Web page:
To calculate the importance of each word in a sen- tence with n words, we need n forward passes of the model, each time with one of the words left out. This is highly inefficient, especially for longer sentences. Instead, we approximate the impor- tance value with the input gradient. For each word in the sentence, we calculate the dot product of its word embedding and the gradient of the output with respect to the embedding. The importance of n words can thus be computed with a single forward-backward pass. This gradient approxima- tion has been used for various interpretation meth- ods for natural language classification models (Li et al., 2016a; Arras et al., 2016); see Ebrahimi et al. (2017) for further details on the derivation. We use this approximation in all our experiments as it selects the same words for removal as an ex- haustive search (no approximation).

    2.2 Removing Unimportant Words Instead of looking at the words with high impor- tance values—what interpretation methods com- monly do—we take a complementary approach and study how the model behaves when the sup- posedly unimportant words are removed. Intu- itively, the important words should remain after the unimportant ones are removed.

    Our input reduction process iteratively removes the unimportant words. At each step, we remove the word with the lowest importance value un- til the model changes its prediction. We experi-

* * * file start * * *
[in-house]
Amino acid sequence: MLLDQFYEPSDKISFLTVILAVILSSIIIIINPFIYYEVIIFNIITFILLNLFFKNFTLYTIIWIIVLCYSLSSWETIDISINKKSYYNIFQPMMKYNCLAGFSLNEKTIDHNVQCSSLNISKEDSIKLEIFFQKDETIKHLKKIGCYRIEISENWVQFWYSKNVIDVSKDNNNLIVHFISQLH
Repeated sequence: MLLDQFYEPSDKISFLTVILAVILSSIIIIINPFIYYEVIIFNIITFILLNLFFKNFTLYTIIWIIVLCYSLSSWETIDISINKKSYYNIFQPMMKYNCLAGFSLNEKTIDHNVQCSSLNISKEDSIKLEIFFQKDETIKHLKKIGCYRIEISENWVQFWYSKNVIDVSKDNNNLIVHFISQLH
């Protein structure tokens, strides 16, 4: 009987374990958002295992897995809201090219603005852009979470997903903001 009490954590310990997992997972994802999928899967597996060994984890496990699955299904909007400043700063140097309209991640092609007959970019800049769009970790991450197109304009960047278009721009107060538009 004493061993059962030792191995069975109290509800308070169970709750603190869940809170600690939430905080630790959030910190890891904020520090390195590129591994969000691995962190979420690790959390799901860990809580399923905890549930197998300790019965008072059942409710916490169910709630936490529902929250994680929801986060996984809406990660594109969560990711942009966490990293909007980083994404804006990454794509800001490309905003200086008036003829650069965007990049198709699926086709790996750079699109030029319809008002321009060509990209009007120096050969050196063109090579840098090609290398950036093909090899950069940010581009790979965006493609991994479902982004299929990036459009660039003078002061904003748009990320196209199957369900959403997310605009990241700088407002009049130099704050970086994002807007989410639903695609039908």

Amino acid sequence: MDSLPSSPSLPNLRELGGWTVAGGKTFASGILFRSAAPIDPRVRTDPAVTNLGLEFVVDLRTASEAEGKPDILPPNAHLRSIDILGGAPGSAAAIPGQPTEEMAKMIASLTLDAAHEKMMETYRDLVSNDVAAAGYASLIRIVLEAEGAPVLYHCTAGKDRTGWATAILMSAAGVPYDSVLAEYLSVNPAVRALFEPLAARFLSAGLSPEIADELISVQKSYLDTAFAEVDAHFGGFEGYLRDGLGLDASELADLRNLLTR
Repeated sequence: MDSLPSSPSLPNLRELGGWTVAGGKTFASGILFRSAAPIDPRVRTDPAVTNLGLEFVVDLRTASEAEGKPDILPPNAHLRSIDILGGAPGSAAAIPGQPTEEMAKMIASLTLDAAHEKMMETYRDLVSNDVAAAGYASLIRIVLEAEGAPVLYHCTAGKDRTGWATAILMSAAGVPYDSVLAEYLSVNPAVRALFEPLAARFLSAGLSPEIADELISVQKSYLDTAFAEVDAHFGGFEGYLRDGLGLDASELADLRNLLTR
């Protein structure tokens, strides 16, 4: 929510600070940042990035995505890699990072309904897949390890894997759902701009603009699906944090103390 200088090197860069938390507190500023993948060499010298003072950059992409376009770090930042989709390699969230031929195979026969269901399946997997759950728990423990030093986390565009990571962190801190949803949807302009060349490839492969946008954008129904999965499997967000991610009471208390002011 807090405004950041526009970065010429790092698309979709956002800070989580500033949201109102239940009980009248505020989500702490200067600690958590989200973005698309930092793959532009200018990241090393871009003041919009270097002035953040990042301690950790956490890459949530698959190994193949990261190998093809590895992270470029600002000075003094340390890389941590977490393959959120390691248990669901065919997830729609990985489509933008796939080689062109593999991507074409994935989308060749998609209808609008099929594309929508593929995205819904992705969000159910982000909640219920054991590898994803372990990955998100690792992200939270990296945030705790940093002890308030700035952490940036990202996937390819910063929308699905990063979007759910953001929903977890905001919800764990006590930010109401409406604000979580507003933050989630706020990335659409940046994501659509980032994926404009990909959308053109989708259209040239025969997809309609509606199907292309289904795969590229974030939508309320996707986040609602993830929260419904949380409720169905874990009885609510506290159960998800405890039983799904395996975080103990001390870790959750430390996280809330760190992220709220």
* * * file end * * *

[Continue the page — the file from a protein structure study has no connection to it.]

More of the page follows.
• 3721

    ment with three popular datasets: SQUAD (Ra- jpurkar et al., 2016) for reading comprehension, SNLI (Bowman et al., 2015) for textual entail- ment, and VQA (Antol et al., 2015) for visual question answering. We describe each of these tasks and the model we use below, providing full details in the Supplement.

    In SQUAD, each example is a context para- graph and a question. The task is to predict a span in the paragraph as the answer. We reduce only the question while keeping the context paragraph unchanged. The model we use is the DRQA Doc- ument Reader (Chen et al., 2017).

    In SNLI, each example consists of two sen- tences: a premise and a hypothesis. The task is to predict one of three relationships: entailment, neutral, or contradiction. We reduce only the hy- pothesis while keeping the premise unchanged. The model we use is Bilateral Multi-Perspective Matching (BIMPM) (Wang et al., 2017).

    In VQA, each example consists of an image and a natural language question. We reduce only the question while keeping the image unchanged. The model we use is Show, Ask, Attend, and An- swer (Kazemi and Elqursh, 2017).

    During the iterative r

Search related